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Grandmothers in “The Whisperers” (Part III)

The following quotes show how far I’ve gotten in this book by Orlando Figes titled “The Whisperers.”  I need to carve out some time to finish it but there is no time right now, too much to do in our new city of Astana.  I’m finding out what a wonderful place this new place is compared to Almaty, Kazakshtan.  I already know that the Kazakhs are amazing people, their grandparents are/were even more incredible because of what they went through under the Soviet system.

p. 44 Grandmothers were also the main practitioners and guardians of religious faith.

p. 50 The peasantry’s attachment to individual family labor on the private household farm made it the last major bastion of individualism in Soviet Russia and in the view of the Bolsheviks, the main social obstacle to their Communist utopia.

p. 53 “God is in the sky and father in the house.” Meaning of a saying about a patriarchal family, the father is the head of the house.

p. 56 Polar explorers were portrayed as heroes in Soviet books and films, and during the 1920s, the Soviet government invested a large share of its scientific budget in geological surveys of potential mining operations in the Arctic zone.

p. 59 check out Dmitry Furmanov’s Chapaev ( 1925) a Soviet classic ready by every schoolchild.

p. 68 Moscow’s Jewish population grew from 15,000 in 1914 to a quarter of a million 25,000 (the cities second largest ethnic group) in 1937.  The Jews flourished in the Soviet Union.  They made up a large proportion of the elite in the Party, the bureaucracy the military command and the police.  Judging from the memoirs of the period, there was relatively little anti-Semitism or discrimination…

“We did not want to think of ourselves as Jews nor did we want to be Russians though we lived in Russia and were steeped in its culture.  We thought of ourselves as Soviet Citizens.”

p. 81 “Collectivization was the great turning point in Soviet history.  It destroyed a way of life that had developed over many centuries – a life based on the family farm, the ancient peasant commune, the independent village and its church and the rural market, all of which were seen by the Bolsheviks as obstacles to socialist industrialization.  Millions of people were uprooted from their homes and dispersed across the Soviet Union: runaways from collective farms, victims of the famine the resulted from the over-requisitioning of kolkhoz grain; orphaned children, ‘kulaks’ and their family.  This nomadic population became the main labor force of Stalin’s industrial revolution, filling the cities and industrial building sites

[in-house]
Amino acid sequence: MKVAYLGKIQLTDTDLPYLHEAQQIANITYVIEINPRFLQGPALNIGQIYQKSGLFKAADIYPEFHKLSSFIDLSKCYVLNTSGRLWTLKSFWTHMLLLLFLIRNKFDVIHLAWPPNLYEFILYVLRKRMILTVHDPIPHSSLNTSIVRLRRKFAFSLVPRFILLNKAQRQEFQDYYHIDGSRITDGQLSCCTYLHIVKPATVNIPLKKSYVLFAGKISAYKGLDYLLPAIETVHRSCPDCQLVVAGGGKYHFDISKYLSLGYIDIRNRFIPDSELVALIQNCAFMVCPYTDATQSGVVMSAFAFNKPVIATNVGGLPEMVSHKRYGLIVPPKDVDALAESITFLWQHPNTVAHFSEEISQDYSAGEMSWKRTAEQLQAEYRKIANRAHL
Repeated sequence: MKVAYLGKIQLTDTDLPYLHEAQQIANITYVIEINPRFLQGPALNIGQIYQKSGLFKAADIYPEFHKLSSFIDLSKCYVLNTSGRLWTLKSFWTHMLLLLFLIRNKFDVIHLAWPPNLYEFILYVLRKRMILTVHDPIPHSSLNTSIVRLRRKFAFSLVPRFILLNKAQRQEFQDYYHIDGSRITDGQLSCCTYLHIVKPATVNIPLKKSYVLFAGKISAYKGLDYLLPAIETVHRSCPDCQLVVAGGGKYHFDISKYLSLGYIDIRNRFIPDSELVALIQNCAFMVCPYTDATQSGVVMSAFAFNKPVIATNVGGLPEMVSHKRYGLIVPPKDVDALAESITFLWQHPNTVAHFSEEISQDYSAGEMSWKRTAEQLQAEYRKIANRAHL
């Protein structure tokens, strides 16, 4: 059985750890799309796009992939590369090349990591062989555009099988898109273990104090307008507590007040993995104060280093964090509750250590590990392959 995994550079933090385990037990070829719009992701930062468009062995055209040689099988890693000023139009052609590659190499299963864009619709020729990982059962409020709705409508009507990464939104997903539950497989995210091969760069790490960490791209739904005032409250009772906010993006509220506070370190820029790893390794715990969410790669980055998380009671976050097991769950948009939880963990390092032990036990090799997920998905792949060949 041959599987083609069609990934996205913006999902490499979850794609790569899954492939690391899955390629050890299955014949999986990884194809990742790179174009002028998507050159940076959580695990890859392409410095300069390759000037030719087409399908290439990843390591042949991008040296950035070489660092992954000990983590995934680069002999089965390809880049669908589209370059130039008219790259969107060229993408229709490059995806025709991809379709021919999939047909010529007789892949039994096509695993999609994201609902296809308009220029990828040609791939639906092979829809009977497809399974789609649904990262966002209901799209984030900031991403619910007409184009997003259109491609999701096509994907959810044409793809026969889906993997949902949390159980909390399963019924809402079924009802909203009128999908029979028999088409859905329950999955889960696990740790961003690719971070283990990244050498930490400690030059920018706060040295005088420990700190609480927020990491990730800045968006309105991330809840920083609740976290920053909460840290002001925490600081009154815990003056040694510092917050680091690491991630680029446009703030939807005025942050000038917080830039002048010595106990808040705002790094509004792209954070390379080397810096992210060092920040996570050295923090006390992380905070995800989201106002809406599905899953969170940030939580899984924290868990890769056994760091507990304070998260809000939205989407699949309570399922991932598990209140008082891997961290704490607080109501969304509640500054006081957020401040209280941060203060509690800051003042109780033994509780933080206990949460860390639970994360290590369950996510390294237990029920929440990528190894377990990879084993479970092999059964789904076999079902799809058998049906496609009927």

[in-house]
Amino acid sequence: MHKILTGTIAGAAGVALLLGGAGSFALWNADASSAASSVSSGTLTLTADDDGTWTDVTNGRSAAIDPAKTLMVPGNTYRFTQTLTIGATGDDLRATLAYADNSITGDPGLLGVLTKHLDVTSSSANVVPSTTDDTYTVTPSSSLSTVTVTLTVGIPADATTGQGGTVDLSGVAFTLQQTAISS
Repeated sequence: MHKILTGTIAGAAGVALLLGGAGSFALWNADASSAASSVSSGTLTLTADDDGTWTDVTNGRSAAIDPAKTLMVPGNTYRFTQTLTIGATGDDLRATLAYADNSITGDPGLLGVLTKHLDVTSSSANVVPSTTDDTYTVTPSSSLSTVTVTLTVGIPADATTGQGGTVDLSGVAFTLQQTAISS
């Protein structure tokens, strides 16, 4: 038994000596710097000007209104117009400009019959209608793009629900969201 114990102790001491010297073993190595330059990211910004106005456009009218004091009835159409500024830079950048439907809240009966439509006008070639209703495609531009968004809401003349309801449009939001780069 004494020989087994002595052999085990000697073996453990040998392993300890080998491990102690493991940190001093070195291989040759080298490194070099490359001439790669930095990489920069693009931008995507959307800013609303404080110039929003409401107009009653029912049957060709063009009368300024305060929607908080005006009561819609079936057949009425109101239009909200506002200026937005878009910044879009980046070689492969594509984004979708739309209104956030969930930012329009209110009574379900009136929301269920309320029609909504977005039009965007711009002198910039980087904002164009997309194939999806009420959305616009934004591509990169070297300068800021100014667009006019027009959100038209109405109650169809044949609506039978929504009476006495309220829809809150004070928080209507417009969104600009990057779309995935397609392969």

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“The Whisperers” (Part II)

Here’s a continuation of yesterday’s blog about Orlando Figes’ book titled “The Whisperers.”  I love some of his quotes because whatever he uncovered from his research about Russian families is even more true about Kazakh families.

p. 1 “In these circles, where every Bolshevik was expected to subordinate his personal interests to the common cause, it was considered ‘philistine’ to think about one’s personal life at a time when the Party was engaged in the decisive struggle for the liberation of humanity.”

p. 3-4 “In their utopian vision the revolutionary activist was the prototype of a new kind of human being – a ‘collective personality’ living only for the common good – who would populate the future Communist society.”

p. 4 “According to the Bolsheviks, the idea of ‘private life’ as separate from the realm of politics was nonsensical, for politics affected everything; there was nothing in a person’s so-call ‘private life’ that was not political. The personal sphere should thus be subject to public supervision and control.”